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Blood Cancer J. 2012 June; 2(6): e75.
Published online 2012 June 22. doi:  10.1038/bcj.2012.21
PMCID: PMC3389163

T-cell immunotherapy with a chimeric receptor against CD38 is effective in eradicating chemotherapy-resistant B-cell lymphoma cells overexpressing survivin induced by BMI-1

The expression of BMI-1 (B lymphoma Mo-MLV insertion region 1 homolog), a member of the polycomb-group genes (PcG), is well correlated with a poor prognosis and treatment failure among patients with malignancies such as myelodysplastic syndrome, chronic myeloid leukemia, acute myeloid leukemia and lymphoma.1, 2, 3 Recently, we found that BMI-1 renders B-cell lymphoma cells refractory to several anti-cancer drugs by inducing the expression of survivin.4 There is an urgent clinical need to find therapeutics to treat patients with lymphoma cells overexpressing BMI-1 and survivin. Although in the pre-rituximab era (Rituximab, IDEC Pharmaceuticals, San Diego, CA, USA), the long-term remission rate for patients with diffuse large B-cell lymphoma (DLBCL) was 50–60%, the addition of rituximab has led to an enormous improvement in survival. As rituximab has more significantly improved the overall survival, event-free survival and progression-free survival of patients with non-germinal center B cell-type DLBCL, which have a poor prognosis, than those with germinal center B cell-type DLBCL,5, 6, 7, 8, 9 immunotherapy with an antibody such as rituximab may function by overcoming drug-resistant genes including Bcl-2, Bcl-6 and Bcl-xL.10 We previously developed T cells with a chimeric antigen receptor (CAR) against CD38 and reported that these CD38-specific T cells effectively eliminated B-cell lymphoma cells in vitro and in vivo.11, 12 This is because CD38 is widely and highly expressed in B-cell lymphoma cells (40–50% of patients with the B-cell typed),13 especially in AIDS-associated lymphoma cells14 and DLBCL cells bearing t(14;18) with aggressiveness (100% of these patients).15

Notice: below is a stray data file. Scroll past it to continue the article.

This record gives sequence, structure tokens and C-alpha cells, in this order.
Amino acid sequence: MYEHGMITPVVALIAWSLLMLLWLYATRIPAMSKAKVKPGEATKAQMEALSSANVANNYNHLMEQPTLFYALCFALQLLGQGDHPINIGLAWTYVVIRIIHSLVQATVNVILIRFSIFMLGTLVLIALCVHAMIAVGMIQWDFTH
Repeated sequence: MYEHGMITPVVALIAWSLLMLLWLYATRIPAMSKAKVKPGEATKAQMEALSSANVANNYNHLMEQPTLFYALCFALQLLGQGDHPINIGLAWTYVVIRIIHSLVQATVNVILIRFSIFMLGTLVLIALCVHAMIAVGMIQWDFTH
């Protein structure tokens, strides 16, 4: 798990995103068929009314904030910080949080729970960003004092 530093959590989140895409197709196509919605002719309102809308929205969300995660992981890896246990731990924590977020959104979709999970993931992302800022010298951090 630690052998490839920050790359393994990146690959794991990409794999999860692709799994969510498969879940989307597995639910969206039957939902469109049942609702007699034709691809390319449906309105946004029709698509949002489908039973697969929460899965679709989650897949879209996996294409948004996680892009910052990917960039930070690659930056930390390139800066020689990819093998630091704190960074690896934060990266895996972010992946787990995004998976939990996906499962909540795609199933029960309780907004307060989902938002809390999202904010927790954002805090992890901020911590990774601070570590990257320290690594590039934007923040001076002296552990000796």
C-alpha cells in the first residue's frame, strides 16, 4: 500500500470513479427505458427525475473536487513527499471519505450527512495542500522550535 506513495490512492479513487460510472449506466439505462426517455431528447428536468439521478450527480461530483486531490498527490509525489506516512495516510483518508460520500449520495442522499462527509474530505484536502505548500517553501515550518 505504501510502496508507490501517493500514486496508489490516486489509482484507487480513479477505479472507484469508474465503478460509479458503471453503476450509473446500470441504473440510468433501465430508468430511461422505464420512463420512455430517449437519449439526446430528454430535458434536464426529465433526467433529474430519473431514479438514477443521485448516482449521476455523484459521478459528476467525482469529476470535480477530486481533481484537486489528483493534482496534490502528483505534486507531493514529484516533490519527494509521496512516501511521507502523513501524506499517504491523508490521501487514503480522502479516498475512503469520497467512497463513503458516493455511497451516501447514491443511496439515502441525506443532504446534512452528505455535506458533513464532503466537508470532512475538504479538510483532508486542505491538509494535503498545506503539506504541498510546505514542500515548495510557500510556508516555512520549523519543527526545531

We, thus investigated whether T cells bearing an anti-CD38-CAR exerted cytotoxicity against B-cell lymphoma cells expressing BMI-1 and survivin. Here we report that, the CD38-specific T cells efficiently eliminated chemotherapy-resistant B-lymphoma cells overexpressing BMI-1 and survivin, and propose that T-cell immunotherapy with CAR may be useful for treating refractory B-cell lymphoma.